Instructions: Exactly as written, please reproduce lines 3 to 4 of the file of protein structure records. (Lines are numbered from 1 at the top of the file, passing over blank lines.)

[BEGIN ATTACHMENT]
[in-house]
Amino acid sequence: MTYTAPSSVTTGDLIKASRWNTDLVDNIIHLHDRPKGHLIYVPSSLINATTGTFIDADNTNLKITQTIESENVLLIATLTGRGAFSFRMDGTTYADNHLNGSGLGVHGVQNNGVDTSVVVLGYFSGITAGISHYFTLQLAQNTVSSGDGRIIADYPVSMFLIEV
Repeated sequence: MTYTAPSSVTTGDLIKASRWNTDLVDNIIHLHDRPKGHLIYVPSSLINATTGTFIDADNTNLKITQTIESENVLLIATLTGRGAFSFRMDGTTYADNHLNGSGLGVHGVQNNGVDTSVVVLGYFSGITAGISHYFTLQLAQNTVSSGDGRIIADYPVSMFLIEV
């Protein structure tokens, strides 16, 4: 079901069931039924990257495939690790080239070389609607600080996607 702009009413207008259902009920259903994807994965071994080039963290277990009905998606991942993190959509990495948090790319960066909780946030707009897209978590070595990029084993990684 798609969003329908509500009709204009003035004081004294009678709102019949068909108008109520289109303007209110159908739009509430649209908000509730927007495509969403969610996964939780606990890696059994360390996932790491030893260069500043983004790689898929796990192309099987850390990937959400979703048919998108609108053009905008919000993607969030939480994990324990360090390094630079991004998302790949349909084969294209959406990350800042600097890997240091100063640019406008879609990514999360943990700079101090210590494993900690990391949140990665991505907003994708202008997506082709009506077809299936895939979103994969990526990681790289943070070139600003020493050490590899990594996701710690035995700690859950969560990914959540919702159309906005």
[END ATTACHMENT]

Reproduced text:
Repeated sequence: MTYTAPSSVTTGDLIKASRWNTDLVDNIIHLHDRPKGHLIYVPSSLINATTGTFIDADNTNLKITQTIESENVLLIATLTGRGAFSFRMDGTTYADNHLNGSGLGVHGVQNNGVDTSVVVLGYFSGITAGISHYFTLQLAQNTVSSGDGRIIADYPVSMFLIEV
């Protein structure tokens, strides 16, 4: 079901069931039924990257495939690790080239070389609607600080996607 702009009413207008259902009920259903994807994965071994080039963290277990009905998606991942993190959509990495948090790319960066909780946030707009897209978590070595990029084993990684 798609969003329908509500009709204009003035004081004294009678709102019949068909108008109520289109303007209110159908739009509430649209908000509730927007495509969403969610996964939780606990890696059994360390996932790491030893260069500043983004790689898929796990192309099987850390990937959400979703048919998108609108053009905008919000993607969030939480994990324990360090390094630079991004998302790949349909084969294209959406990350800042600097890997240091100063640019406008879609990514999360943990700079101090210590494993900690990391949140990665991505907003994708202008997506082709009506077809299936895939979103994969990526990681790289943070070139600003020493050490590899990594996701710690035995700690859950969560990914959540919702159309906005």